Glåma


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Glåma

or

Glomma

(both: glô`mä), longest river of Norway, c.365 mi (590 km) long, rising in the highlands of Sør-Trøndelag co., SE Norway. It flows generally S past Sarpsborg (the head of navigation), into the Skagerrak at Fredrikstad. The Vorma River, which drains Mjøsa Lake, is its chief tributary. The Glåma's numerous waterfalls are the sites of hydroelectric stations; the lower river furnishes power to the urban industrial complex between Sarpsborg and Fredrikstad. The Glåma, passing through a heavily forested region, is Norway's chief timber-floating river.
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The following article is from The Great Soviet Encyclopedia (1979). It might be outdated or ideologically biased.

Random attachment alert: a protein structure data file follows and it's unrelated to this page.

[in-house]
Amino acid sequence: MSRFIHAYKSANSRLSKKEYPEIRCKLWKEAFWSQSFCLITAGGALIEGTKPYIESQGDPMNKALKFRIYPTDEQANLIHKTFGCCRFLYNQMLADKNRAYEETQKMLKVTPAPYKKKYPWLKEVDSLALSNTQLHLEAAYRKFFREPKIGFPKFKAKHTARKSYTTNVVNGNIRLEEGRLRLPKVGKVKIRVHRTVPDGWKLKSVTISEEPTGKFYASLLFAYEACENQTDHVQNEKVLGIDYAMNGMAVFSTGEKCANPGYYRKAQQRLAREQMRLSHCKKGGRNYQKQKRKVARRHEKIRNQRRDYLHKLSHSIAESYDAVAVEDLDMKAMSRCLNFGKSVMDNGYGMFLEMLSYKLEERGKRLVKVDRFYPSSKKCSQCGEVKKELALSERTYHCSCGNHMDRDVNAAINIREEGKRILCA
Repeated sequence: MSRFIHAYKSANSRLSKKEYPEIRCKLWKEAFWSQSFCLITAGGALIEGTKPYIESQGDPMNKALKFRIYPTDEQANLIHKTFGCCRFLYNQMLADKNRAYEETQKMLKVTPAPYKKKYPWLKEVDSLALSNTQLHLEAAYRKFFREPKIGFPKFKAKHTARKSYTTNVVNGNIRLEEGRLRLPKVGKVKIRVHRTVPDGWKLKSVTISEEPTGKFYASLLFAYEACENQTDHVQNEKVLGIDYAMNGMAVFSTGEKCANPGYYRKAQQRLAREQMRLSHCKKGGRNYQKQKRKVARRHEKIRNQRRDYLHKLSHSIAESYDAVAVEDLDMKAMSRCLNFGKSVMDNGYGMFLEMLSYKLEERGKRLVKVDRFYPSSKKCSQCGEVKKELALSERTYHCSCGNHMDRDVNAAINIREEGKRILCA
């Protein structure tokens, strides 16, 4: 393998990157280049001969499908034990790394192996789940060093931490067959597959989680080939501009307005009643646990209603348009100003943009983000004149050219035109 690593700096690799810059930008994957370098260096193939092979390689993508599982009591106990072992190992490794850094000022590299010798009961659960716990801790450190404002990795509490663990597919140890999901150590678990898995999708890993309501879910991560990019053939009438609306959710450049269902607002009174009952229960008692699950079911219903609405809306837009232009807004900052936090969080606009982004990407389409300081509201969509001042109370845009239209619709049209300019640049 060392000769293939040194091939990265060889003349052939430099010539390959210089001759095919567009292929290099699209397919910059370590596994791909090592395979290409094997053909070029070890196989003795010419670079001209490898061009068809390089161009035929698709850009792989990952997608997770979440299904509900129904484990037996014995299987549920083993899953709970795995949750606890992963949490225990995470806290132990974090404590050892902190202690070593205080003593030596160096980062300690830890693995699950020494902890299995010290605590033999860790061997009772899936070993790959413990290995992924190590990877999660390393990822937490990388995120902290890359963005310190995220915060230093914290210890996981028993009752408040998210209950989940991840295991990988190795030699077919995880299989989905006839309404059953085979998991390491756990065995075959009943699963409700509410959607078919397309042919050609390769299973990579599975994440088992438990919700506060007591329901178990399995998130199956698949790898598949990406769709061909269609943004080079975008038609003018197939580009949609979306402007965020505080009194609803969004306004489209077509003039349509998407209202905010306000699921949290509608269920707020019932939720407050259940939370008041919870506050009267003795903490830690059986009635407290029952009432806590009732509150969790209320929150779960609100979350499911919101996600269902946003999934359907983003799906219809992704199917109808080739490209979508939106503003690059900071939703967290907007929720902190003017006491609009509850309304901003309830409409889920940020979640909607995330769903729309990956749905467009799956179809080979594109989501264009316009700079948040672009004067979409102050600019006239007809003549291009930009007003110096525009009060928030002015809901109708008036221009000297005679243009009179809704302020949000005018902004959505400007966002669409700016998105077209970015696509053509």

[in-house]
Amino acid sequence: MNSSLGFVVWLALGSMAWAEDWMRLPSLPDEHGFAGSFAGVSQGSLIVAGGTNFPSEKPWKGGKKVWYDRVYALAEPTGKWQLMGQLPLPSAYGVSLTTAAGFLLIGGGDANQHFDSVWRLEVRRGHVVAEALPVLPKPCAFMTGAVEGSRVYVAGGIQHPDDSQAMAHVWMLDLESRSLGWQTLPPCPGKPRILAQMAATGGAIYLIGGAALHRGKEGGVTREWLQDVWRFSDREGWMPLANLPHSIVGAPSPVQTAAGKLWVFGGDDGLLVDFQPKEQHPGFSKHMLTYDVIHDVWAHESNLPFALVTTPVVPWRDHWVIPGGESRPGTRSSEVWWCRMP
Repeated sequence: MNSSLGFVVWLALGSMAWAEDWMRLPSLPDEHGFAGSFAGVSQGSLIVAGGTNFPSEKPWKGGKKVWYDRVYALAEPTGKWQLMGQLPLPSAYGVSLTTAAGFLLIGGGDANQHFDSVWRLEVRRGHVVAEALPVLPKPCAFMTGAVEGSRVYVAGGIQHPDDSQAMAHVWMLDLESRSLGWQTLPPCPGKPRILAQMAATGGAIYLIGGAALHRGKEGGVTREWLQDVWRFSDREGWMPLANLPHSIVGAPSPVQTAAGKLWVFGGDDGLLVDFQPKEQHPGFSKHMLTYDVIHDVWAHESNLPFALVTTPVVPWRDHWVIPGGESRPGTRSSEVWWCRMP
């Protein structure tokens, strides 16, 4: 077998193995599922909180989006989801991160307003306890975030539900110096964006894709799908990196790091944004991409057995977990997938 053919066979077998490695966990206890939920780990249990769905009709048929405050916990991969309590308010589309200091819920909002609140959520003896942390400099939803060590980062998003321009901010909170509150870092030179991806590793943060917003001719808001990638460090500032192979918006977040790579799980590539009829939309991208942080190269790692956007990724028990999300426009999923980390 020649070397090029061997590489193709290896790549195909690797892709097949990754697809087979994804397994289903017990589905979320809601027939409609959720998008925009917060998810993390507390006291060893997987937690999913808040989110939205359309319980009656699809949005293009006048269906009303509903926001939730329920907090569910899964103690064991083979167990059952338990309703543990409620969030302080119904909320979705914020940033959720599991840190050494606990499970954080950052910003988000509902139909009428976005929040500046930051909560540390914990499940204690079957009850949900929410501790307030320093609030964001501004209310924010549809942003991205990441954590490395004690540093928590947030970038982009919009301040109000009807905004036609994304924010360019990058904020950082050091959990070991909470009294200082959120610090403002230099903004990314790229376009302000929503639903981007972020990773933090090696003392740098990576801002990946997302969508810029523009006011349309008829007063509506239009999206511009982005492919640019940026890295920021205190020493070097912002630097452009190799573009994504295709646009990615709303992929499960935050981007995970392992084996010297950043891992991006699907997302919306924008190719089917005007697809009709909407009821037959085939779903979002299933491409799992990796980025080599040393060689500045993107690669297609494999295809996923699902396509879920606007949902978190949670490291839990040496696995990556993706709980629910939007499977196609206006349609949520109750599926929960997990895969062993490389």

Glåma

 

or Glomma, a river in southern Norway, one of the longest on the Scandinavian peninsula. Length, 611 km; basin area, 40,500 sq km. It originates in the lakes of the Sør-Trøndelag highlands, flows through the Østerdalen valley, and empties into the Skagerrak. Below Lake Øyeren are several waterfalls, including the Vammafoss (31 m high) and Sarpsfoss (21 m), which feed five hydroelectric power plants with capacities ranging from 27 to 104 megawatts. In the spring and early summer the water rises considerably (up to 8.3 m). The average flow is 400-440 cu m per sec in the lower reaches. The Glåma is the chief lumber-floating artery for Norway, and there are bypass canals at the waterfalls. The river is navigable to the Sarpsfoss falls and in places above that.

The Great Soviet Encyclopedia, 3rd Edition (1970-1979). © 2010 The Gale Group, Inc. All rights reserved.